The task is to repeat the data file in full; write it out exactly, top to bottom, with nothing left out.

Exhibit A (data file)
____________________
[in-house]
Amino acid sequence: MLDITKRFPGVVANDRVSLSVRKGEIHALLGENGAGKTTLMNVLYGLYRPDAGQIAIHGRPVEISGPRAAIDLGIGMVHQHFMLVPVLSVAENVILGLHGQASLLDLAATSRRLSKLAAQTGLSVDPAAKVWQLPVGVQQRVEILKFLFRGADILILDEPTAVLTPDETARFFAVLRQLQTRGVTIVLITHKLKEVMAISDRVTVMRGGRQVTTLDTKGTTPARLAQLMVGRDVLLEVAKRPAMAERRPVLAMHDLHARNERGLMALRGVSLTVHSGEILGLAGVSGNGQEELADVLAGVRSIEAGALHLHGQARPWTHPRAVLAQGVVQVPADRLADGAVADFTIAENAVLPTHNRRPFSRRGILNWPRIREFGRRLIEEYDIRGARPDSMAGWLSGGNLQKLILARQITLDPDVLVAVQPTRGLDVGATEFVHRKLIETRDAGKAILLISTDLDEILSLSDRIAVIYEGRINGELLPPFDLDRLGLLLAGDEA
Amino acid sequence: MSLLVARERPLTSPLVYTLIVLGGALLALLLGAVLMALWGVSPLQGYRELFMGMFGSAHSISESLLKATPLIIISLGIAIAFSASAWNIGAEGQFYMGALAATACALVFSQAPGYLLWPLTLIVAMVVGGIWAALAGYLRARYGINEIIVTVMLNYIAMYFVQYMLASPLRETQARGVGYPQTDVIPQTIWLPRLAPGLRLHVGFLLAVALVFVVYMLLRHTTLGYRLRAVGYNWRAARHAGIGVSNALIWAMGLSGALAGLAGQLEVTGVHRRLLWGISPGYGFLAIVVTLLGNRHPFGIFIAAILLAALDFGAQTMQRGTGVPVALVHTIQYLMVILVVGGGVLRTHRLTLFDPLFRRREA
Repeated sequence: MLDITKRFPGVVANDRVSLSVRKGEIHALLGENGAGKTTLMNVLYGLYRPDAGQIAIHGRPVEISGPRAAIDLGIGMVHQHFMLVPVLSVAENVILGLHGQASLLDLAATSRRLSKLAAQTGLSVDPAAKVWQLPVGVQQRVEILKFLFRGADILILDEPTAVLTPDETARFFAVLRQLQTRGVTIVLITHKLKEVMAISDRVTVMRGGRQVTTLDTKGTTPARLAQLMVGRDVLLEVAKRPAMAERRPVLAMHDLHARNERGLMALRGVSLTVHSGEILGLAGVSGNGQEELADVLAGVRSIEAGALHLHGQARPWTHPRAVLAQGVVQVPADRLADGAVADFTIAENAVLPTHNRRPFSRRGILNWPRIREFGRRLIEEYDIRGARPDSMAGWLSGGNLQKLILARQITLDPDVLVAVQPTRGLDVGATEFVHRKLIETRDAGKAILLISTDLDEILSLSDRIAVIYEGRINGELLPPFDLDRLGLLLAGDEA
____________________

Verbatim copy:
[in-house]
Amino acid sequence: MLDITKRFPGVVANDRVSLSVRKGEIHALLGENGAGKTTLMNVLYGLYRPDAGQIAIHGRPVEISGPRAAIDLGIGMVHQHFMLVPVLSVAENVILGLHGQASLLDLAATSRRLSKLAAQTGLSVDPAAKVWQLPVGVQQRVEILKFLFRGADILILDEPTAVLTPDETARFFAVLRQLQTRGVTIVLITHKLKEVMAISDRVTVMRGGRQVTTLDTKGTTPARLAQLMVGRDVLLEVAKRPAMAERRPVLAMHDLHARNERGLMALRGVSLTVHSGEILGLAGVSGNGQEELADVLAGVRSIEAGALHLHGQARPWTHPRAVLAQGVVQVPADRLADGAVADFTIAENAVLPTHNRRPFSRRGILNWPRIREFGRRLIEEYDIRGARPDSMAGWLSGGNLQKLILARQITLDPDVLVAVQPTRGLDVGATEFVHRKLIETRDAGKAILLISTDLDEILSLSDRIAVIYEGRINGELLPPFDLDRLGLLLAGDEA
Amino acid sequence: MSLLVARERPLTSPLVYTLIVLGGALLALLLGAVLMALWGVSPLQGYRELFMGMFGSAHSISESLLKATPLIIISLGIAIAFSASAWNIGAEGQFYMGALAATACALVFSQAPGYLLWPLTLIVAMVVGGIWAALAGYLRARYGINEIIVTVMLNYIAMYFVQYMLASPLRETQARGVGYPQTDVIPQTIWLPRLAPGLRLHVGFLLAVALVFVVYMLLRHTTLGYRLRAVGYNWRAARHAGIGVSNALIWAMGLSGALAGLAGQLEVTGVHRRLLWGISPGYGFLAIVVTLLGNRHPFGIFIAAILLAALDFGAQTMQRGTGVPVALVHTIQYLMVILVVGGGVLRTHRLTLFDPLFRRREA
Repeated sequence: MLDITKRFPGVVANDRVSLSVRKGEIHALLGENGAGKTTLMNVLYGLYRPDAGQIAIHGRPVEISGPRAAIDLGIGMVHQHFMLVPVLSVAENVILGLHGQASLLDLAATSRRLSKLAAQTGLSVDPAAKVWQLPVGVQQRVEILKFLFRGADILILDEPTAVLTPDETARFFAVLRQLQTRGVTIVLITHKLKEVMAISDRVTVMRGGRQVTTLDTKGTTPARLAQLMVGRDVLLEVAKRPAMAERRPVLAMHDLHARNERGLMALRGVSLTVHSGEILGLAGVSGNGQEELADVLAGVRSIEAGALHLHGQARPWTHPRAVLAQGVVQVPADRLADGAVADFTIAENAVLPTHNRRPFSRRGILNWPRIREFGRRLIEEYDIRGARPDSMAGWLSGGNLQKLILARQITLDPDVLVAVQPTRGLDVGATEFVHRKLIETRDAGKAILLISTDLDEILSLSDRIAVIYEGRINGELLPPFDLDRLGLLLAGDEA